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I am studying Caja and having some trouble understanding how it works:

function Brand() {
  var flag = false, payload = null; 

  return caja.freeze({
    seal: function(payloadToSeal) {
      function box() {
        flag = true;
        payload = payloadToSeal;
      }
      box.toString = function() {
        return "(box)";
      };
      unseal: function(box) {
        flag = false;
        payload = null; 
        try {
          box();
          if (!flag)  { throw ...; }
          return payload;
        } finally {
          flag = false;
          payload = null; 
        }
      }
   });
}

This has a caption that reads:

Fig. 10: Rights amplification. Each brand has a seal and unseal function, acting like a matched encryption and decryption key. Sealing an object returns a sealed box that can only be unsealed by the corresponding unseal function. The implementation technique shown here is due to M. Stiegler.

Is this pseudocode? I'm confused at what's happening, such as at box() and throw ...; . I appreciate any tips or advice.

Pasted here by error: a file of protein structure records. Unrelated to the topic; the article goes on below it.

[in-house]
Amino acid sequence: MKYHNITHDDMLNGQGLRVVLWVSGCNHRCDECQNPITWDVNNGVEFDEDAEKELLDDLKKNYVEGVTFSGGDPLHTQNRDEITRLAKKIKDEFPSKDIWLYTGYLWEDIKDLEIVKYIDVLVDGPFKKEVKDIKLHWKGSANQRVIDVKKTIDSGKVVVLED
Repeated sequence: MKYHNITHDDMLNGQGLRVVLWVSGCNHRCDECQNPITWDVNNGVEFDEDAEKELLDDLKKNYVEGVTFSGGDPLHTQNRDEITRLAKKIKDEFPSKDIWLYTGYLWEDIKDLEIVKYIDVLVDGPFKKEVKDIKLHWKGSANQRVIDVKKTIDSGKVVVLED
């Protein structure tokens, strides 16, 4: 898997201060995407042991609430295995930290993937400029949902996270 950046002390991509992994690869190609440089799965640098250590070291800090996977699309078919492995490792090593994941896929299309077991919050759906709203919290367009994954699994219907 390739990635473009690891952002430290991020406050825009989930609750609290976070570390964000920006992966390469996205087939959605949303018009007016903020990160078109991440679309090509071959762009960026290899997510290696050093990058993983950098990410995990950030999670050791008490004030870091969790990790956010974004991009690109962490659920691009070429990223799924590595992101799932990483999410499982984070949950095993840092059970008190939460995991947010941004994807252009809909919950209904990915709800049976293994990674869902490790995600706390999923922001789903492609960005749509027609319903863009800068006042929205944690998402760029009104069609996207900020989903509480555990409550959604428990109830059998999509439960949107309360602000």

Here is the Specification PDF where I got this.

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2  
The throw ... line is pseudocode; the rest looks real. –  apsillers Apr 17 '12 at 16:59
    
Thanks a lot apsillers! It is getting a bit clearer now –  Coffee Apr 17 '12 at 17:02

1 Answer 1

up vote 1 down vote accepted

The throw bit is pseudocode. The real code is available via svn.

Marc Stiegler describes the sealer/unsealer pattern and other secure decomposition patterns at http://www.youtube.com/watch?v=eL5o4PFuxTY

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Thank You So Much Mike! –  Coffee Apr 23 '12 at 15:35

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